Of course there comes a time when we want to make a print – but how big can I go? Either press the Print Size button at the top of the screen when you are in Zoom tool mode or choose Image>Resize>Image Size and read off the output dimensions from the dialog box that appears.

Save the photo in another file format?
Once we have the image open we will need to save it again before we shut down the computer. If you plan to do more work on the file, the best format to save the picture in is either the Tiff (.tif) or the Photoshop (.psd) file format. We do this to preserve the quality of the image. If it started life as a JPEG file and this is continuously opened and re- saved, the quality of the file ultimately degrades. Choose File>Save As and in the ‘Format’ drop-down field select the new file format and click ‘Save’.


How can I:

Crop/cut bits off a photo?
One of the most useful of all editing tools, the Crop tool is found on the tool bar and is used to cut bits off the picture. Click and drag anywhere in the image to draw a crop marquee. Don’t worry if this is not in exactly the right position. Once you let go, click any of the corner handles on the crop marquee and drag out, or in, some more to get the position just right. Once you are happy with the cropping, press Enter or the tick symbol at the top of the page to execute the crop. What you encircle with the crop marquee is saved, what’s on the outside is lost. When you do this, if it’s not right, press Undo (Cmd/Ctrl + Z) and try again.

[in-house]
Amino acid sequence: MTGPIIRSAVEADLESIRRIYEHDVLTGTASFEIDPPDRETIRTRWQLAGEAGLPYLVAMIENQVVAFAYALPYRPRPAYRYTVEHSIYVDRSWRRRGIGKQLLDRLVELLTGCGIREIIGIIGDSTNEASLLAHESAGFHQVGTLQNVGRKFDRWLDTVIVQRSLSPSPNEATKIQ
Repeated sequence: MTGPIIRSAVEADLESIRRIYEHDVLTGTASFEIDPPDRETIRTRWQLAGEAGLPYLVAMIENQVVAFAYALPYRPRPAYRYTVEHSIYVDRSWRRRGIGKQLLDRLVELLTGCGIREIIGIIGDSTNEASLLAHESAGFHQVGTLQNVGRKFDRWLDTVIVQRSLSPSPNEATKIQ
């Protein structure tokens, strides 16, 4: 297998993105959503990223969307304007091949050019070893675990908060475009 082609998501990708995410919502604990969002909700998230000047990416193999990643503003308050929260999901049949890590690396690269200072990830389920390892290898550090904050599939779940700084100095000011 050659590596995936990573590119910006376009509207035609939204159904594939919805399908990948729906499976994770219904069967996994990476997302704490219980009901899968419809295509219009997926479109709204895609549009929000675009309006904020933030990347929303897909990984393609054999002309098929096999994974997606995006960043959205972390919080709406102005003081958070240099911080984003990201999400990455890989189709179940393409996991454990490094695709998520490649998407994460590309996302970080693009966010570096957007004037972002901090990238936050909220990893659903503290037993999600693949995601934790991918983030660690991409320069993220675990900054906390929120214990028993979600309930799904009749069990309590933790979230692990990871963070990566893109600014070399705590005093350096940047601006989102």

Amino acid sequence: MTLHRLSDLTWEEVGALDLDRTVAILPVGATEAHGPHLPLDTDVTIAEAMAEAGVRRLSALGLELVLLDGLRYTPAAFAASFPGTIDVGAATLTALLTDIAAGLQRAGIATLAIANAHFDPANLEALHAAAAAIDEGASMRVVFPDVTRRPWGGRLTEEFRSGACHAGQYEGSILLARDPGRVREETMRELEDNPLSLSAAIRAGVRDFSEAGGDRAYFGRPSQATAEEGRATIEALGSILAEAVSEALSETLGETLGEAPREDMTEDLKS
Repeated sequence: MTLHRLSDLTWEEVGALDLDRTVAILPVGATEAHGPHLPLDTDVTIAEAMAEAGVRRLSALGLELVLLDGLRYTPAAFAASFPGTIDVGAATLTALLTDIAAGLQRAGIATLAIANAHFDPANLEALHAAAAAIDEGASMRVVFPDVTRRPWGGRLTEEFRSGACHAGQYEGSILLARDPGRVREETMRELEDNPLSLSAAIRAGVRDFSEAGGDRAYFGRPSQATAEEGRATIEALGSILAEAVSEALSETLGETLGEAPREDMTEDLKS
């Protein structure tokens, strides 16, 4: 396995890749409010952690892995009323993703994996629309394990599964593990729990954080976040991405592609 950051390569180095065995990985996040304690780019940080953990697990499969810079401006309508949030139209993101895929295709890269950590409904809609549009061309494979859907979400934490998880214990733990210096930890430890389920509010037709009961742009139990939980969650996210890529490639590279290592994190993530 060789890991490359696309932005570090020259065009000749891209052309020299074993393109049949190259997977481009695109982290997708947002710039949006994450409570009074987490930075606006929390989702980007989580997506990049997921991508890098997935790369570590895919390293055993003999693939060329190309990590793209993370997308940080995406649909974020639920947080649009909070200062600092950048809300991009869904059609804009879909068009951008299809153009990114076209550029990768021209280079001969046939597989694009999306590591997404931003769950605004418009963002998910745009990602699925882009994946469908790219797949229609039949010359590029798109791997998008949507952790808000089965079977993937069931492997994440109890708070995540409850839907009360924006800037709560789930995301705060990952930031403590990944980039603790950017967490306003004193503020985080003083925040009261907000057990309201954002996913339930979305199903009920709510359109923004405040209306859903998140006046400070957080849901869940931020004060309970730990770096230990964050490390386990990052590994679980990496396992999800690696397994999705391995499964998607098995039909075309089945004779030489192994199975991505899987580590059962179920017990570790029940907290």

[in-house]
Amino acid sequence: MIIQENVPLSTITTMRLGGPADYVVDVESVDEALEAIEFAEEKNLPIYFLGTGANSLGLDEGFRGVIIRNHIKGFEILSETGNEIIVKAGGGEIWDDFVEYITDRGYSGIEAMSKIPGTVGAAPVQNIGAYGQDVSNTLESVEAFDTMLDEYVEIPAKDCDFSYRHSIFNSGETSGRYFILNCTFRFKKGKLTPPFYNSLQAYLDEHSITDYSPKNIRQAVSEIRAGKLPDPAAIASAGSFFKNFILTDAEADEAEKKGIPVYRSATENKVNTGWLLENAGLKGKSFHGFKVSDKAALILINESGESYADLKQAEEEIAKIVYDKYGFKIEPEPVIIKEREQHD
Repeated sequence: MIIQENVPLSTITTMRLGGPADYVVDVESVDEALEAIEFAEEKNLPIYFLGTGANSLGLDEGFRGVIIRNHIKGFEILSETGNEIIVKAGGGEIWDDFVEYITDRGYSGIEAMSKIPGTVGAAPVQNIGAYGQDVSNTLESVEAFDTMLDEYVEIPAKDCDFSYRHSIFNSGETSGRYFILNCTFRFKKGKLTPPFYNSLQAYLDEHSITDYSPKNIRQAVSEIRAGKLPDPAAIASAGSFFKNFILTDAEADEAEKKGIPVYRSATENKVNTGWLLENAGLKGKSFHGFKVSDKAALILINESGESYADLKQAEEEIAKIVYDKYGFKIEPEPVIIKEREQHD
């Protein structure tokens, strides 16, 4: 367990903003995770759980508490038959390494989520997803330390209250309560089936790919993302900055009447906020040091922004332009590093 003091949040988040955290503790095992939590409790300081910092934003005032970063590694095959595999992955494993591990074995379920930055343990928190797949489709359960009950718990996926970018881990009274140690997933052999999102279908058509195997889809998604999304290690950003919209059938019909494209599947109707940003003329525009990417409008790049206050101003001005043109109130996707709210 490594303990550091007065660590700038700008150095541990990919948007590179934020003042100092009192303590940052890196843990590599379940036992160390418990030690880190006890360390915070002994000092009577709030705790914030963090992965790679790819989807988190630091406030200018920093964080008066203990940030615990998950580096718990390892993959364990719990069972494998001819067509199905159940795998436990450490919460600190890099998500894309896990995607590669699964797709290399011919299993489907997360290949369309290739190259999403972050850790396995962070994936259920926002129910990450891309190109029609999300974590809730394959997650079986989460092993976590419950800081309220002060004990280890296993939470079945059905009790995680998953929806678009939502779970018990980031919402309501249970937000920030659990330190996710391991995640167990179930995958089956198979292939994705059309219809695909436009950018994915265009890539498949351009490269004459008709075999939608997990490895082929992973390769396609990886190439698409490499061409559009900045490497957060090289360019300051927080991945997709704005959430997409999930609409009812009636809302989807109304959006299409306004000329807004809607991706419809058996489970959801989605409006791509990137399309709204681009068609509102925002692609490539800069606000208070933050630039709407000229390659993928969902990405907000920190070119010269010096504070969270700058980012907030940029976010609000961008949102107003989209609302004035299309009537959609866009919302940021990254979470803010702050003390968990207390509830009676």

Can I make the image go bigger for printing?
Yes you can. It’s a process called resampling and you do it by opening the Image>Resize>Image Size dialog box, checking the Resample check box first and then enter the new dimensions. Elements will then readout at the top of the box the new file size. Press OK to resample the image making sure that you have Bicubic Smoother chosen as the mode of choice. In general, when this is done although it seems like magic, you will notice the image becoming a bit softer. Add some sharpening to the final file to compensate…

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Article by Robin Nichols. To learn more about photography, explore the many online photography and Photoshop classes offered here at BetterPhoto.com.